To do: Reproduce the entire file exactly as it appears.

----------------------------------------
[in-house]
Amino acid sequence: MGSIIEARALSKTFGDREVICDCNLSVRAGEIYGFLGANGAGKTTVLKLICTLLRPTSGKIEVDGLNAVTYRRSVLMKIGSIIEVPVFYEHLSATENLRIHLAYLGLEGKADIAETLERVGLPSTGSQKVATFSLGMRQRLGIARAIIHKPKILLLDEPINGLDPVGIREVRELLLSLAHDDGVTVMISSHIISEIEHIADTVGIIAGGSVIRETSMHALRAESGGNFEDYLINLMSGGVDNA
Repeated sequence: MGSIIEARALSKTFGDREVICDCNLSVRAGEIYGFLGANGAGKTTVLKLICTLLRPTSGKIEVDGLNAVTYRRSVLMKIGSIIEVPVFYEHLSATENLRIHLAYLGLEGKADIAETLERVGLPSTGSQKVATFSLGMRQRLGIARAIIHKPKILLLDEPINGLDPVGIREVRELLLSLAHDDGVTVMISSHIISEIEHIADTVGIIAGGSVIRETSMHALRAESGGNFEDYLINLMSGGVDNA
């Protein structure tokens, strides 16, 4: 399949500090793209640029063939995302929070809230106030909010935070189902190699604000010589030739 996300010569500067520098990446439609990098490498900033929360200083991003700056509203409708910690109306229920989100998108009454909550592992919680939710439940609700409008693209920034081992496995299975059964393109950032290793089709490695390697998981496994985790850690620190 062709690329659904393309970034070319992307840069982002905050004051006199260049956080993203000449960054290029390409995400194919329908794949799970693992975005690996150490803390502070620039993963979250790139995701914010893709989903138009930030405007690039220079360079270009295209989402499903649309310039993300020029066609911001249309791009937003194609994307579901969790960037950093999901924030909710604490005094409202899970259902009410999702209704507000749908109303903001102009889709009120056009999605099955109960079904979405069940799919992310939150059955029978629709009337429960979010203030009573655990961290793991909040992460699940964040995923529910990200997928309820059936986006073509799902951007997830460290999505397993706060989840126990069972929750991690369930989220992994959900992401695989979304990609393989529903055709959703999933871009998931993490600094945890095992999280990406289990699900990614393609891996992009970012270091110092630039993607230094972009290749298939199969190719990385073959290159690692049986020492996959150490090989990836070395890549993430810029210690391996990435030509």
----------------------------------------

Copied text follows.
[in-house]
Amino acid sequence: MGSIIEARALSKTFGDREVICDCNLSVRAGEIYGFLGANGAGKTTVLKLICTLLRPTSGKIEVDGLNAVTYRRSVLMKIGSIIEVPVFYEHLSATENLRIHLAYLGLEGKADIAETLERVGLPSTGSQKVATFSLGMRQRLGIARAIIHKPKILLLDEPINGLDPVGIREVRELLLSLAHDDGVTVMISSHIISEIEHIADTVGIIAGGSVIRETSMHALRAESGGNFEDYLINLMSGGVDNA
Repeated sequence: MGSIIEARALSKTFGDREVICDCNLSVRAGEIYGFLGANGAGKTTVLKLICTLLRPTSGKIEVDGLNAVTYRRSVLMKIGSIIEVPVFYEHLSATENLRIHLAYLGLEGKADIAETLERVGLPSTGSQKVATFSLGMRQRLGIARAIIHKPKILLLDEPINGLDPVGIREVRELLLSLAHDDGVTVMISSHIISEIEHIADTVGIIAGGSVIRETSMHALRAESGGNFEDYLINLMSGGVDNA
């Protein structure tokens, strides 16, 4: 399949500090793209640029063939995302929070809230106030909010935070189902190699604000010589030739 996300010569500067520098990446439609990098490498900033929360200083991003700056509203409708910690109306229920989100998108009454909550592992919680939710439940609700409008693209920034081992496995299975059964393109950032290793089709490695390697998981496994985790850690620190 062709690329659904393309970034070319992307840069982002905050004051006199260049956080993203000449960054290029390409995400194919329908794949799970693992975005690996150490803390502070620039993963979250790139995701914010893709989903138009930030405007690039220079360079270009295209989402499903649309310039993300020029066609911001249309791009937003194609994307579901969790960037950093999901924030909710604490005094409202899970259902009410999702209704507000749908109303903001102009889709009120056009999605099955109960079904979405069940799919992310939150059955029978629709009337429960979010203030009573655990961290793991909040992460699940964040995923529910990200997928309820059936986006073509799902951007997830460290999505397993706060989840126990069972929750991690369930989220992994959900992401695989979304990609393989529903055709959703999933871009998931993490600094945890095992999280990406289990699900990614393609891996992009970012270091110092630039993607230094972009290749298939199969190719990385073959290159690692049986020492996959150490090989990836070395890549993430810029210690391996990435030509």